The Cottage Smallholder


stumbling self sufficiency in a small space

The mouse farmer

Photo: Potato border July 2009

Photo: Potato border July 2009

As a child I loved the idea of farming and on my ninth birthday received a deluxe farm set. This had two fields, six stables, a barn with a loft and a farmhouse. The roof of each building lifted off. My favourites were the barn and the farmhouse.

A family of felt mice lived in the latter. The hard farm work was carried out by the small group of Britain’s human farm workers that came with the set. The mouse family spent most of their time riding around in the gig – pulled by a white carthorse, as the boundaries of the farm went way beyond the confines of the wooden board. The carpet in my bedroom was a patterned Wilton type with lots of sections. These became country lanes and five acre fields. Way over in the distance was the market where the mice sold their milk and eggs and did their weekly shop. Towered over by a huge Victorian wardrobe which the mice referred to as The Old Town Hall.

The mice ran the sort of fantasy farm that had no bearing on real farming. A crop could be planted and harvested within few days on the hills of my bedroom floor. The mouse farmer was kept busy with his stock whilst the horse drawn plough and rakes toiled endlessly in a constant round of ploughing, planting and harvesting. There was a large dairy herd, sheep, goats, a few pigs who permanently had piglets, chickens, geese, turkeys and even ducks that swam on an imaginary pond. At dusk he would gaze out beyond the boundary of the board and survey the hundreds of acres of wheat, barley, carrots, spuds for human consumption. Hay and Mangelwurzels were grown to feed the livestock. I had seen these left in great piles in fields beside the Devon country lanes.

I find our kitchen garden as absorbing as my childhood farm. Having expanded the planting area by 50% we are now seeing the benefit of being able to produce a much larger range of crops. We are now planning to dig up the remains of the rose walk and lay the entire end section of the garden over to chickens, soft fruit and vegetables. This will give us the equivalent of nine large beds (12’x12′ 4mx4m) and the space to expand our range and extend the seasons with cloches and fleece.

Although I don’t have a gig and the band of Britain’s human helpers I am as happy and absorbed as the mouse farmer. Inspecting our vegetables, fretting over caterpillars and blight, enjoying the freshest tasty fruit and vegetables and optimistically planting seed for future harvests.


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15 Comments

  1. kate (uk)

    I still have my Britain’s farm, now merged with my husband’s Britain’s farm and added bits from my daughter ( who loved tractors and farm machinery).My bedroom had a dark green carpet- perfect.Combined with the Britain’s zoo, scalextric and Britain’s garden a whole country was at my fingertips- even before I’d got the lego out…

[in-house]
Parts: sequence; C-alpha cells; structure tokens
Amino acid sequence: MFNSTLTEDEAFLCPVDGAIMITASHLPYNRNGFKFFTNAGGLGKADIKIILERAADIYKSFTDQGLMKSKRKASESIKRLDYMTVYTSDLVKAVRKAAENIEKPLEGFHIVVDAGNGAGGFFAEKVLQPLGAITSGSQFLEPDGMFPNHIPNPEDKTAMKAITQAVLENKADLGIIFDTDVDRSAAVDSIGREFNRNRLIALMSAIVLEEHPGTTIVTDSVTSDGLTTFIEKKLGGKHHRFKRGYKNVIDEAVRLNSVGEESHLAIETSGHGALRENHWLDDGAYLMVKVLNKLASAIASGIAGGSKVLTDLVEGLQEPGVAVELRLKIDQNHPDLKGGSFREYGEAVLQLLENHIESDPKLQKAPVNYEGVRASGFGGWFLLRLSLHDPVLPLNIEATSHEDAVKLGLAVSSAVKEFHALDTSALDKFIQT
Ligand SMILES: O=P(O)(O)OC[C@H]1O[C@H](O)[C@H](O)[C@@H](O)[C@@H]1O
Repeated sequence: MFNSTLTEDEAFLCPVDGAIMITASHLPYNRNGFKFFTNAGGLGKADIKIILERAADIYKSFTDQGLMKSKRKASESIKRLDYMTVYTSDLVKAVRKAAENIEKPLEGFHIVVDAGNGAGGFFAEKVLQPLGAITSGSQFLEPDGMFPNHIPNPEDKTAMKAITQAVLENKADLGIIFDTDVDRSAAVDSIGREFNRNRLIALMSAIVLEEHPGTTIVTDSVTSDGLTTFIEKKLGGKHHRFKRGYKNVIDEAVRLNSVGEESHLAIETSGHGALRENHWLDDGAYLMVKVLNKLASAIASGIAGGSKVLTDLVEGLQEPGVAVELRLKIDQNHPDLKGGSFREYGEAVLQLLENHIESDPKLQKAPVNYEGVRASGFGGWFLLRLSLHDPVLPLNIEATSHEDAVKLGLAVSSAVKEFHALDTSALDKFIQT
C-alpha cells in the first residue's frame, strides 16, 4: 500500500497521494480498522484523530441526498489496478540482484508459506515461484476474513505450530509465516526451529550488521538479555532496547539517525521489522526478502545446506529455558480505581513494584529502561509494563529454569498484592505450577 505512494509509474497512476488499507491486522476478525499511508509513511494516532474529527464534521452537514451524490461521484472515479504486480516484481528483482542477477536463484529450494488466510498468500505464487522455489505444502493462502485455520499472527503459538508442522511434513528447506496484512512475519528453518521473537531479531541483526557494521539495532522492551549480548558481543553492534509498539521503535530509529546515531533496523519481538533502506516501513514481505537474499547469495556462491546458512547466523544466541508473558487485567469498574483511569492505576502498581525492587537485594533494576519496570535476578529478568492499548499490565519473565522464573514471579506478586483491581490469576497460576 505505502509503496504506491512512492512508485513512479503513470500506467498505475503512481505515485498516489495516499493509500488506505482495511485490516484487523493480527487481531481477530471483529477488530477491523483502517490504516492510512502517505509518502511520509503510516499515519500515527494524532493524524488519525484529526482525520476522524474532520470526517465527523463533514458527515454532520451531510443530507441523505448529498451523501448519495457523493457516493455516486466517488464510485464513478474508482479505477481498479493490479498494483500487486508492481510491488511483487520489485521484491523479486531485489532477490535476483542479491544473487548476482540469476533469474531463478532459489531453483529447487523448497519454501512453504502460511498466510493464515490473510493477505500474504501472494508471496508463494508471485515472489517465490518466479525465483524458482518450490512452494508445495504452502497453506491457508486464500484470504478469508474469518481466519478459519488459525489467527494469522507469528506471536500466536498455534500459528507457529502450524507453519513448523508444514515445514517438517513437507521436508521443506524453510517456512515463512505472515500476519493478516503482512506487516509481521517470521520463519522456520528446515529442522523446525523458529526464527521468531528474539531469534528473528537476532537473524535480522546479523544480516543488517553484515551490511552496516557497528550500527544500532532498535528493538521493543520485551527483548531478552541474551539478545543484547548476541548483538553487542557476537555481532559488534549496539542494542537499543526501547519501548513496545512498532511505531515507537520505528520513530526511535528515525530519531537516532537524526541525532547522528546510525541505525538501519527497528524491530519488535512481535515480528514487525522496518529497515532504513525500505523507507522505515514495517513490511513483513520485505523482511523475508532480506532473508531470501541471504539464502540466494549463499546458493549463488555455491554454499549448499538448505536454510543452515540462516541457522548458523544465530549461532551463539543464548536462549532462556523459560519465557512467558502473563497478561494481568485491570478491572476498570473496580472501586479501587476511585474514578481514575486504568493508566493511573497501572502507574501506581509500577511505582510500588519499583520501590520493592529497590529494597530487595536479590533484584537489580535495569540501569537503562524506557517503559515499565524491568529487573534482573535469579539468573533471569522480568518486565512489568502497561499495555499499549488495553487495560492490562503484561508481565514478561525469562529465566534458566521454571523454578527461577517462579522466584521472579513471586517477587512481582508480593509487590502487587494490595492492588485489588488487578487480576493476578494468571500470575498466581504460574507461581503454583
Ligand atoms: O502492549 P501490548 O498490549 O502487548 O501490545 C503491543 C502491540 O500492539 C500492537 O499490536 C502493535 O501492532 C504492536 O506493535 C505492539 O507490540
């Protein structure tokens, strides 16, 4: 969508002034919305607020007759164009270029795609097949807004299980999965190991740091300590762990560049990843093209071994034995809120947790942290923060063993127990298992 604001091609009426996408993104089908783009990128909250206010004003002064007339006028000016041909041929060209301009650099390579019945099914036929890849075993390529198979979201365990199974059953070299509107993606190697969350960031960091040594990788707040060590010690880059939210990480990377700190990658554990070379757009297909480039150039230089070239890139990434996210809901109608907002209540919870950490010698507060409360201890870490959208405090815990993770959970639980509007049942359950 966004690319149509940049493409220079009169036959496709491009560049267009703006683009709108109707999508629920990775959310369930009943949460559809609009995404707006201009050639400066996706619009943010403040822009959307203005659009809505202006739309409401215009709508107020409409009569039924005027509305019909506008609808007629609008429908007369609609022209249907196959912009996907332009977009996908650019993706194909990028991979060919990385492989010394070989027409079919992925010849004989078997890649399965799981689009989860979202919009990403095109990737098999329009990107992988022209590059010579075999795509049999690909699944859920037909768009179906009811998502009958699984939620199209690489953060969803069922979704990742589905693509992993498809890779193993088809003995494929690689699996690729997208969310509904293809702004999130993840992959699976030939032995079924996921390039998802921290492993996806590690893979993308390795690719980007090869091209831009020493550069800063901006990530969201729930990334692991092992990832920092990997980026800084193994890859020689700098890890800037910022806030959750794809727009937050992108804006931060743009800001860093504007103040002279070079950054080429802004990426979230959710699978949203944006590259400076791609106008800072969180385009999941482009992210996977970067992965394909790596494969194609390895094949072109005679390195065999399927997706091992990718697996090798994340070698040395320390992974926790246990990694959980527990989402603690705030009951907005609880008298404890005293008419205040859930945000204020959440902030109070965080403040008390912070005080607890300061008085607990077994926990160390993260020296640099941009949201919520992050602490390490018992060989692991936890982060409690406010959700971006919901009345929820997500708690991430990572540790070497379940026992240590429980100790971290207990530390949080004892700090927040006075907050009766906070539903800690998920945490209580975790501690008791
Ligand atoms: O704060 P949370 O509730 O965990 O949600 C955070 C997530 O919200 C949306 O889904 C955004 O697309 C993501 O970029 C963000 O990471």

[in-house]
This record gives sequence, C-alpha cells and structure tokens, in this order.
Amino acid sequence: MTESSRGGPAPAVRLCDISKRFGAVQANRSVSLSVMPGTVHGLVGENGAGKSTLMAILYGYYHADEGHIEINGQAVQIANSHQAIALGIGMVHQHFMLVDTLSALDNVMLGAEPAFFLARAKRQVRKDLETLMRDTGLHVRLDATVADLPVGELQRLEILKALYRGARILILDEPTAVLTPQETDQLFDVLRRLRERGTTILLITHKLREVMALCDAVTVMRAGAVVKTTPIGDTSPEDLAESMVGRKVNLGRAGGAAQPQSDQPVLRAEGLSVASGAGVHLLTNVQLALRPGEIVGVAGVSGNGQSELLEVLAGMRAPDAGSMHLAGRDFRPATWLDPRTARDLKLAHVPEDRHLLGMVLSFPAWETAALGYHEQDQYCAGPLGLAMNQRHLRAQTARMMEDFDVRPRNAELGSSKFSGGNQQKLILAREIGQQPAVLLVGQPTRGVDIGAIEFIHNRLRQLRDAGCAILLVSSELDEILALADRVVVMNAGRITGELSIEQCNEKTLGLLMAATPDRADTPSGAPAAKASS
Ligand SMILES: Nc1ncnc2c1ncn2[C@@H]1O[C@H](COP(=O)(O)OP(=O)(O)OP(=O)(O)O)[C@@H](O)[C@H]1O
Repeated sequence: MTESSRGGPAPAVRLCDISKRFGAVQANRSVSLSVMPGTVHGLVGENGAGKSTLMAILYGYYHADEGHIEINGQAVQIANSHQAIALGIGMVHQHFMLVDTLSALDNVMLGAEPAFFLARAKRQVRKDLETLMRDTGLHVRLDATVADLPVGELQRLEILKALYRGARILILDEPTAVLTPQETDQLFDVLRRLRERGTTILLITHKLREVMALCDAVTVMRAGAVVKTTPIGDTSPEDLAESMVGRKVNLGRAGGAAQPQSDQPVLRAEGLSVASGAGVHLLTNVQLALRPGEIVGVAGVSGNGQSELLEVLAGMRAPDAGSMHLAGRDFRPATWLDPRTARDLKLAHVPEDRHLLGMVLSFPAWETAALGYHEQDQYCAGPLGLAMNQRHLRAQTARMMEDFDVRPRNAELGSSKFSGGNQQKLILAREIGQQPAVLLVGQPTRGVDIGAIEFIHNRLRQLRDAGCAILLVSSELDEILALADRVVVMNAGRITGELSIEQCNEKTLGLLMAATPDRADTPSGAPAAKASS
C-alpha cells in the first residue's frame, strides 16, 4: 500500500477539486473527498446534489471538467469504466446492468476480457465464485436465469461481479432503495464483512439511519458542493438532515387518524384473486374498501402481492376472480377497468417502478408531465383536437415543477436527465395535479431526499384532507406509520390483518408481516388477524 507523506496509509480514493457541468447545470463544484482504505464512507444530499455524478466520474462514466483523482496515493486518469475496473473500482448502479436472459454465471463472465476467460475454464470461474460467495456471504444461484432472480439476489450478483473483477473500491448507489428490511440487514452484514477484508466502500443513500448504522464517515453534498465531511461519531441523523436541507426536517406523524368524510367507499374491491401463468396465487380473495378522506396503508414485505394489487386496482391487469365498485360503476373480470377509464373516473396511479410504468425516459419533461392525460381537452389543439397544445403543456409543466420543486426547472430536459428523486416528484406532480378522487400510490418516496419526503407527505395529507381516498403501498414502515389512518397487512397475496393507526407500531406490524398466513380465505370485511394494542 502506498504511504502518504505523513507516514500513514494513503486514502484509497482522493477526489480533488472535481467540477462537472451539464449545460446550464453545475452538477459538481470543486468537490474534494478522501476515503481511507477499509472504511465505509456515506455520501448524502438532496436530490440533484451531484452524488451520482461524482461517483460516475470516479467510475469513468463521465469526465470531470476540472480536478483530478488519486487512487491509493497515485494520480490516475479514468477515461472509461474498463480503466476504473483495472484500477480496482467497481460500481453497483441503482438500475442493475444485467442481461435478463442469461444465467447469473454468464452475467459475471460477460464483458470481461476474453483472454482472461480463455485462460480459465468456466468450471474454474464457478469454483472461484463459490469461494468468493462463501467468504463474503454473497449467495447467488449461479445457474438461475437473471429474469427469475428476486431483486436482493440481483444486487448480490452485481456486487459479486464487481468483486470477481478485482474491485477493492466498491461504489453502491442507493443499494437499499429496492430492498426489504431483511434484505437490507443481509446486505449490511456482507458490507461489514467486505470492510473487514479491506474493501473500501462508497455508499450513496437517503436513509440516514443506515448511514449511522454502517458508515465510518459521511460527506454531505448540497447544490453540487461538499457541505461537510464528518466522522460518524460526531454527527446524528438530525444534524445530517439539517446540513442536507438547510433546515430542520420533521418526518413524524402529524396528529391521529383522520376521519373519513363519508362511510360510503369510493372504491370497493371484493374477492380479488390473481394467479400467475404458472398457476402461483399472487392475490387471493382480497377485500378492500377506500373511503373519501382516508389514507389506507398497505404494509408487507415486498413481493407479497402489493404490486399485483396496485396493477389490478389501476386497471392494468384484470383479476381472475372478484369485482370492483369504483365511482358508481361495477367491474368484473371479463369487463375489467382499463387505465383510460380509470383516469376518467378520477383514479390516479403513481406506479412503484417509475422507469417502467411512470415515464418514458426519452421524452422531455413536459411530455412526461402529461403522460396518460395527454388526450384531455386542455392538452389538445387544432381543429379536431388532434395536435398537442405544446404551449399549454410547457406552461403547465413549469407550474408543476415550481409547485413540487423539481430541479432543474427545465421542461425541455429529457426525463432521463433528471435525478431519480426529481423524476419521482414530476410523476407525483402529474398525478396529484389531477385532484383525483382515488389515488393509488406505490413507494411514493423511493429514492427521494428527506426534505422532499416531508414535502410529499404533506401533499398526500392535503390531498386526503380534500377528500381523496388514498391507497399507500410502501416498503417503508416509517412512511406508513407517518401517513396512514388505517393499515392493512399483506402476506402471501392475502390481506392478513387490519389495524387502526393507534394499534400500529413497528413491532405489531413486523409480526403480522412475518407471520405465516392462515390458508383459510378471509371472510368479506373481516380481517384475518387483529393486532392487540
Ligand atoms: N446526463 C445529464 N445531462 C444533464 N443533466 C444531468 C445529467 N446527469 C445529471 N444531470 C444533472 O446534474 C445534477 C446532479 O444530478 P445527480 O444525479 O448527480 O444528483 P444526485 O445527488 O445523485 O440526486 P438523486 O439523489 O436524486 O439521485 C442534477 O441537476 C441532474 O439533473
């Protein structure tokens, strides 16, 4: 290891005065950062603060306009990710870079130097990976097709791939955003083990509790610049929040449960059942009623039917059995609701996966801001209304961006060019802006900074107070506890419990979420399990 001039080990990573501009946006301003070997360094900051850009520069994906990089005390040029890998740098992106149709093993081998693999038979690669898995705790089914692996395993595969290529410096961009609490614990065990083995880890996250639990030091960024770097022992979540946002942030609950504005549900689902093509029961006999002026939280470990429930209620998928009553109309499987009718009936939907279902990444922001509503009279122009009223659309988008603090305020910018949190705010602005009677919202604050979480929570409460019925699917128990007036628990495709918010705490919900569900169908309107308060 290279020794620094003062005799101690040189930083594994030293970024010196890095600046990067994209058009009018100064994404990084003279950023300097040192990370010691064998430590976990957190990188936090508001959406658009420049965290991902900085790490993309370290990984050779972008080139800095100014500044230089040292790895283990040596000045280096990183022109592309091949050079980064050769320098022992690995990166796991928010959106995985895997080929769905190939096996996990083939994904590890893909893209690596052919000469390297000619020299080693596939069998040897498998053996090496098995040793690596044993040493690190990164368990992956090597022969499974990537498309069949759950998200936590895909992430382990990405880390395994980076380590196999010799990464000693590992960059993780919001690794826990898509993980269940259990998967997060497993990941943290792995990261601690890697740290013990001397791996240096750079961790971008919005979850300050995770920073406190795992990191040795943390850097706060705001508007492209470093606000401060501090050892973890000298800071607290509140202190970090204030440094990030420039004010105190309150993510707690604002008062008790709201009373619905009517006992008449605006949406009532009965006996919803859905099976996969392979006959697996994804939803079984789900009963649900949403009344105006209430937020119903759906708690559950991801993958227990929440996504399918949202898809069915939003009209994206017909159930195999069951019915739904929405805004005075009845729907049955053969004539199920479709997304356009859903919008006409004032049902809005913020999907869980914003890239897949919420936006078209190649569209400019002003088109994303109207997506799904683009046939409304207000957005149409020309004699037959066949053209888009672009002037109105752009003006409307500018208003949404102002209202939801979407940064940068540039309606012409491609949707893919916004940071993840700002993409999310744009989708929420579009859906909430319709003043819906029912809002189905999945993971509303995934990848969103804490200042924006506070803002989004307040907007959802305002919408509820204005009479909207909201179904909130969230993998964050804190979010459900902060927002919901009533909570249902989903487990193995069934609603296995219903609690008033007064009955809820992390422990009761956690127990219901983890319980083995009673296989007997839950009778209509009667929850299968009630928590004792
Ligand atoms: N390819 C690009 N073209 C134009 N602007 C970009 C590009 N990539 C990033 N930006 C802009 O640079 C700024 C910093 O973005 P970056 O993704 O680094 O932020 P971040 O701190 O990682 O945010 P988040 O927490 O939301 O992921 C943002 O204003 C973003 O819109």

2. My latest period building restoration has victorian Gardens and greenhouses that need bringing back to life…your blog has plenty to help.

  3. I also loved my Britain’s farm set, as did my sister’s children. It now lives in our spare room waiting for their children.

  4. I’m always jealous of people whose interests — either vocational or avocational — are so much a part of their make-up that they date back to childhood. Me, I’ve got a new thing every year.

    Since this year it’s growing things, do you suppose there’s a market for a Gritty Reality Farm set, that comes with slugs and raccoons and inhospitable weather patterns?

  5. Toffeeapple

    What a wonderful story, your dream life has almost come true.

  6. Michelle in NZ

    And such happy times thinking packets of (and home harvested) seeds you are going to have.

    Danny – no, you cannot have it all for spuds!

    Fiona – WOW.

    Min Pins – no, these are not great big doggie loos.

    care and huggles to all, Michelle and Zebbycat, xxxxx

  7. Absorbing and charming story. x

  8. My childhood fantasies were very urban-doll dressing and dreaming of the day my my then glamorous mother would hand down a particular black velvet gown. I thought that when I grew up I would be a James Bond lady, complete with cocktail musak flowing through the air:) What am I now? A budding farmer, working in near complete silence and wearing muck boots. I think its glamorous to grow your own food and I love my muck boots!

  9. Joanna

    Better than my imaginary games. My toys were subjected to many a operation with me dressed in my dressing gown put on backwards for the job. A budding doctor? Not quite, I wanted to be a vet but it wasn’t to be. At least it came in useful for later years repairing my own children’s toys

  10. Pamela

    Ain’t fantasy life great? No-one complaining about financial meltdown, or being ill, or bad weather. No-one going hungry and no need to worry about seasons! I can’t imagine a 9 year old these days being delighted to receive a farm set – unless of course it was in the form of a game for the Wii or the Nintendo DS! How times change. I’m off to check out my position on the allotment list as I have heard that a few people have just been allocated allotments recently. Or I would be if it wasn’t raining – again. At least it seems to be a gentle shower and not the stair rods of recent days.

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